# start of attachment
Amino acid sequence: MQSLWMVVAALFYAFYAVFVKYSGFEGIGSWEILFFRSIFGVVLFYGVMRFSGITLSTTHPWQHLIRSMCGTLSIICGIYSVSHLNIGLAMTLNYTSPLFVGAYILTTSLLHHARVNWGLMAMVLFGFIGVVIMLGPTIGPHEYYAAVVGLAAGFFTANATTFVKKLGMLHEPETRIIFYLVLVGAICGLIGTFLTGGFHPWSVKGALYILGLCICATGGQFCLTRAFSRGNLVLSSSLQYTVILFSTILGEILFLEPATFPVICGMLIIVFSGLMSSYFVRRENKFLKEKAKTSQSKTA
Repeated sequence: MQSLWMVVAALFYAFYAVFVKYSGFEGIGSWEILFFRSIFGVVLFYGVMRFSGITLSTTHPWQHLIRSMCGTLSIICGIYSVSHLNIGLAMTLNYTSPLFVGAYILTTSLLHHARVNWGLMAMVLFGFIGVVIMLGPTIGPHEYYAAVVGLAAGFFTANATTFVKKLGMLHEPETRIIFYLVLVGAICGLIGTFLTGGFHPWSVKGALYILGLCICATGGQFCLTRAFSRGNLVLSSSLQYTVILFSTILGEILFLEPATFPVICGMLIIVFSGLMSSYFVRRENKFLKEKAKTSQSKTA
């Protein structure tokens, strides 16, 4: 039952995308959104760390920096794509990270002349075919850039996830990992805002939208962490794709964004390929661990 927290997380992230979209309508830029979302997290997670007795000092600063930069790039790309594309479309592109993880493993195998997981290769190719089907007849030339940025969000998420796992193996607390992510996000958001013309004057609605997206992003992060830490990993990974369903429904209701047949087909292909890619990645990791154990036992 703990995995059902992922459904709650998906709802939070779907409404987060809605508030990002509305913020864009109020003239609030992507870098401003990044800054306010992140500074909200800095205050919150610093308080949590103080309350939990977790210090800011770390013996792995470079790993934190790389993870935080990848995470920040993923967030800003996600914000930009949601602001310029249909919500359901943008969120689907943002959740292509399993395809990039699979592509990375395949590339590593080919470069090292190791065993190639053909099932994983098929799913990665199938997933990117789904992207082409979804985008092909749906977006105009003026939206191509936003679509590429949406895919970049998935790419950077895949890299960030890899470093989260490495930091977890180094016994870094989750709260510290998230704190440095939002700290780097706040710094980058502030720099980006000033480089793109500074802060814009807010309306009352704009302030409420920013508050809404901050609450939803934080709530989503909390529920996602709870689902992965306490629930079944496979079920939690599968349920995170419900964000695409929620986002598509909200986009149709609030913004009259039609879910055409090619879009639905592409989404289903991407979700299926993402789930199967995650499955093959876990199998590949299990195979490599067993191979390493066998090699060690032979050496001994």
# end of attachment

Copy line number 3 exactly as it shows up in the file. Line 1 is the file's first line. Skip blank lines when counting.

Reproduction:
């Protein structure tokens, strides 16, 4: 039952995308959104760390920096794509990270002349075919850039996830990992805002939208962490794709964004390929661990 927290997380992230979209309508830029979302997290997670007795000092600063930069790039790309594309479309592109993880493993195998997981290769190719089907007849030339940025969000998420796992193996607390992510996000958001013309004057609605997206992003992060830490990993990974369903429904209701047949087909292909890619990645990791154990036992 703990995995059902992922459904709650998906709802939070779907409404987060809605508030990002509305913020864009109020003239609030992507870098401003990044800054306010992140500074909200800095205050919150610093308080949590103080309350939990977790210090800011770390013996792995470079790993934190790389993870935080990848995470920040993923967030800003996600914000930009949601602001310029249909919500359901943008969120689907943002959740292509399993395809990039699979592509990375395949590339590593080919470069090292190791065993190639053909099932994983098929799913990665199938997933990117789904992207082409979804985008092909749906977006105009003026939206191509936003679509590429949406895919970049998935790419950077895949890299960030890899470093989260490495930091977890180094016994870094989750709260510290998230704190440095939002700290780097706040710094980058502030720099980006000033480089793109500074802060814009807010309306009352704009302030409420920013508050809404901050609450939803934080709530989503909390529920996602709870689902992965306490629930079944496979079920939690599968349920995170419900964000695409929620986002598509909200986009149709609030913004009259039609879910055409090619879009639905592409989404289903991407979700299926993402789930199967995650499955093959876990199998590949299990195979490599067993191979390493066998090699060690032979050496001994």